His lithograph Panthéon Nadar (Nadar’s Pantheon), the culmination of his work as a caricaturist, included 250 caricatures of prominent Parisian authors, all with identifying characteristics and exaggerated expressions. It was this interest in the psychology of his subjects (and with celebrity) that ultimately brought Nadar to portrait photography. It would surely also have interested Nadar that lithography and photography were new industrial techniques with far-reaching artistic potential when properly exploited.
Daumier and the Satirical Press
Invented in 1796 by Alois Senefelder, lithography involves creating a design with a grease pencil on limestone, which blocks the pores of the stone. The stone is then treated with chemicals and wiped clean with solvent (kerosene). The stone is then sponged with water that is absorbed into the stone. When the oil-based ink is applied, it is repelled by the water and only sits on the areas where the design was drawn. Paper is then laid on the stone and run through a press. The resulting image appears in reverse of the original design. Lithography allows artists to essentially draw on the matrix, making it the ideal medium for caricature artists seeking to reproduce their work in illustrated newspapers.
Famed painter, sculptor, and printmaker, Honoré Daumier was a progressive working-class artist who came to prominence in the 1830s with his bitingly satirical prints (lithographs) that took on everything from politics and the powerful to commentaries on Parisian society and the state of the arts. Daumier was a longtime contributor to the satirical anti-monarchist journal Le Charivari, which published mocking caricatures of everyday life even after the 1835 ban on political satire. He left Le Charivari in 1860, and subsequently created a series of lithographs for his friend Etienne Carjat’s short-lived illustrated newspaper, Le Boulevard. An important reflection of Second Empire Paris, Le Boulevard included texts and illustrations by some of the most renowned artists and writers of the day—Charles Baudelaire, Victor Hugo, Champfleury, Daumier, and Gustave Doré, among them. Delivered to the publisher as lithographic stones, Daumier’s illustrations for Le Boulevard included several humorous observations about the current state of the arts in Paris.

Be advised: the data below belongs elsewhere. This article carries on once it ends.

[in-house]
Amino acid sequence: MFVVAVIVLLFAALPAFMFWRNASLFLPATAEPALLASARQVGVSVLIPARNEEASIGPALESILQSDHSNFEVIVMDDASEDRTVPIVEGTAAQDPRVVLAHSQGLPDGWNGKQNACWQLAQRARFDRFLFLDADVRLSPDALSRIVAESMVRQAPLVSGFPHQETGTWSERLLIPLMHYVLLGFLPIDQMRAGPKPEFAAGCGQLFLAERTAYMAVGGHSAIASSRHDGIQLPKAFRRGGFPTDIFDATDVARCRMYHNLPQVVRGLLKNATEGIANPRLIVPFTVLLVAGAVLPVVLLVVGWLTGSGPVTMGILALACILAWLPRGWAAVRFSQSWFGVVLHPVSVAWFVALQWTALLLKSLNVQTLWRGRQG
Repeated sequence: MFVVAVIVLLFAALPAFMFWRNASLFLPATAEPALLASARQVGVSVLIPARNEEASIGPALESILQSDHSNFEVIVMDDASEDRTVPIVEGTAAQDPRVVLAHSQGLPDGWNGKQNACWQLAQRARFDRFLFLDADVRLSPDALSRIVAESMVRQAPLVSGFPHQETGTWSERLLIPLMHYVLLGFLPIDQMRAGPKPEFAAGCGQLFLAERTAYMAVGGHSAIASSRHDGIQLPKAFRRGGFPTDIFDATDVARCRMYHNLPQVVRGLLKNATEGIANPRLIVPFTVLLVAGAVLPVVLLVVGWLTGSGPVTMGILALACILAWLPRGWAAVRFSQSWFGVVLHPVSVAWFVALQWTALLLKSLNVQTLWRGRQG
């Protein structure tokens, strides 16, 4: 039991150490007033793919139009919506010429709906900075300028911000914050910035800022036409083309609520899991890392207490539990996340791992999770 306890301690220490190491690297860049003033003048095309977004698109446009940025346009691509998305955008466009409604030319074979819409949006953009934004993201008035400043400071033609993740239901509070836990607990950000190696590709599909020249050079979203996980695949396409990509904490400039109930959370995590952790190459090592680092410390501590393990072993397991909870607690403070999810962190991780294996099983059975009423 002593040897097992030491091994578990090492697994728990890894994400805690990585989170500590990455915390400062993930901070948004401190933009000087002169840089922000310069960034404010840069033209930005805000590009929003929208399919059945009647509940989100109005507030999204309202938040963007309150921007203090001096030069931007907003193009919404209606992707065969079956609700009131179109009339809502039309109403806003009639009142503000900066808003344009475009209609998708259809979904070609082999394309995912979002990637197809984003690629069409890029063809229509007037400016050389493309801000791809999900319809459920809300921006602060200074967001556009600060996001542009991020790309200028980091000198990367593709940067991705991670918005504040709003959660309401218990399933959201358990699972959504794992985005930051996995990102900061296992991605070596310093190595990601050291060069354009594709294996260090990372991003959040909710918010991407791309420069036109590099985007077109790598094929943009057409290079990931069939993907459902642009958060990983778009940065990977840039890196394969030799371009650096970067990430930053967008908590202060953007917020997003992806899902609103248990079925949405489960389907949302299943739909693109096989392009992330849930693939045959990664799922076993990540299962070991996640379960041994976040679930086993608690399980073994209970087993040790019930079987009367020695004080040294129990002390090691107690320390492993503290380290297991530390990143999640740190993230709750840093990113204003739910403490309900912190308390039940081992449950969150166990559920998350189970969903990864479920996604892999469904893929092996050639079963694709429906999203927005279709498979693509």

Daumier’s Nadar Elevating Photography to the Height of an Art was among the now famous lithographs published by Le Boulevard in the early 1860s. With characteristic wit, Daumier refers not only to Nadar’s literal elevation of photography and his championing of the artistic possibilities of the medium, but also the recent court decision that recognized photography as an art (and thus subject to the same copyright restrictions as other established fine arts).
Nadar’s elevation of photography was thus timely and provided fodder for Daumier’s interests in current events and the goings-on in the rapidly changing Parisian art world. In a humorous twist, Daumier also refers to Nadar’s growing interest in the possibilities afforded by hot air balloons for travel, aerial photography, and reconnaissance. Having succeeded as the first celebrity portrait photographer, Nadar also created the first aerial photographs from his balloon, Le Géant, thus ensuring photography’s (literally) elevated status.
- Nadar quoted in: Maria Morris Hambourg, Nadar (New York: The Metropolitan Museum of Art, 1995), p. 25.
- Charles Baudelaire, “Photography” (1859), reprinted in Beaumont Newhall, ed., Photography: Essays & Images (New York: The Museum of Modern Art, 1980), pp. 112–113.
- Nadar quoted in: Anne McCauley, Industrial Madness: Commercial Photography in Paris, 1848–1871 (New Haven: Yale University Press, 1994), p. 120.
- Bibliothèque Nationale de France, “The Nadars, a Photographic Legend”
- Maria Morris Hambourg, Nadar (New York: The Metropolitan Museum of Art, 1995).
- Lilian and Dieter Noack, The Daumier Register
- Biography of Daumier from the National Gallery of Art
Originally published by Smarthistory, 06.06.2021, under a Creative Commons Attribution-NonCommercial-ShareAlike 4.0 International license.